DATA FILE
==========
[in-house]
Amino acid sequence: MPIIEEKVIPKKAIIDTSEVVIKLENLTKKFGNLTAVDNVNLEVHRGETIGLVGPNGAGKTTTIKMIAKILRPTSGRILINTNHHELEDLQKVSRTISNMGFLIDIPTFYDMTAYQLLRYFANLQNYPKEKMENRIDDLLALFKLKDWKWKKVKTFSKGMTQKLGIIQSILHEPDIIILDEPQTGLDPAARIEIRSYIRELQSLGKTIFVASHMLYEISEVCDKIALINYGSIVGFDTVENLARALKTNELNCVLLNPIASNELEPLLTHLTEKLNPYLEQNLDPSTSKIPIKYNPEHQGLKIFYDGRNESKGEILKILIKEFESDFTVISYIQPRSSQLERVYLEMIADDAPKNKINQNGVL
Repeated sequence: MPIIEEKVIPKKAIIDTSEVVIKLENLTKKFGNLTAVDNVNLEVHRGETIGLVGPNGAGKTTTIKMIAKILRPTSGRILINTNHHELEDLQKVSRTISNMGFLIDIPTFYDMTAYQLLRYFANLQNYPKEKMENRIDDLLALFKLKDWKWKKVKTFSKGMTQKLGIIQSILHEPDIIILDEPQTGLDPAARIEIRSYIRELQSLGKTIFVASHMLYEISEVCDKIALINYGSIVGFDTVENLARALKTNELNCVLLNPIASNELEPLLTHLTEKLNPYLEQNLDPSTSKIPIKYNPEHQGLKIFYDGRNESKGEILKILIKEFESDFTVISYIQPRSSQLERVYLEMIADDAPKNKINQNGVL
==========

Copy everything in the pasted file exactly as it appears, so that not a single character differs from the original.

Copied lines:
[in-house]
Amino acid sequence: MPIIEEKVIPKKAIIDTSEVVIKLENLTKKFGNLTAVDNVNLEVHRGETIGLVGPNGAGKTTTIKMIAKILRPTSGRILINTNHHELEDLQKVSRTISNMGFLIDIPTFYDMTAYQLLRYFANLQNYPKEKMENRIDDLLALFKLKDWKWKKVKTFSKGMTQKLGIIQSILHEPDIIILDEPQTGLDPAARIEIRSYIRELQSLGKTIFVASHMLYEISEVCDKIALINYGSIVGFDTVENLARALKTNELNCVLLNPIASNELEPLLTHLTEKLNPYLEQNLDPSTSKIPIKYNPEHQGLKIFYDGRNESKGEILKILIKEFESDFTVISYIQPRSSQLERVYLEMIADDAPKNKINQNGVL
Repeated sequence: MPIIEEKVIPKKAIIDTSEVVIKLENLTKKFGNLTAVDNVNLEVHRGETIGLVGPNGAGKTTTIKMIAKILRPTSGRILINTNHHELEDLQKVSRTISNMGFLIDIPTFYDMTAYQLLRYFANLQNYPKEKMENRIDDLLALFKLKDWKWKKVKTFSKGMTQKLGIIQSILHEPDIIILDEPQTGLDPAARIEIRSYIRELQSLGKTIFVASHMLYEISEVCDKIALINYGSIVGFDTVENLARALKTNELNCVLLNPIASNELEPLLTHLTEKLNPYLEQNLDPSTSKIPIKYNPEHQGLKIFYDGRNESKGEILKILIKEFESDFTVISYIQPRSSQLERVYLEMIADDAPKNKINQNGVL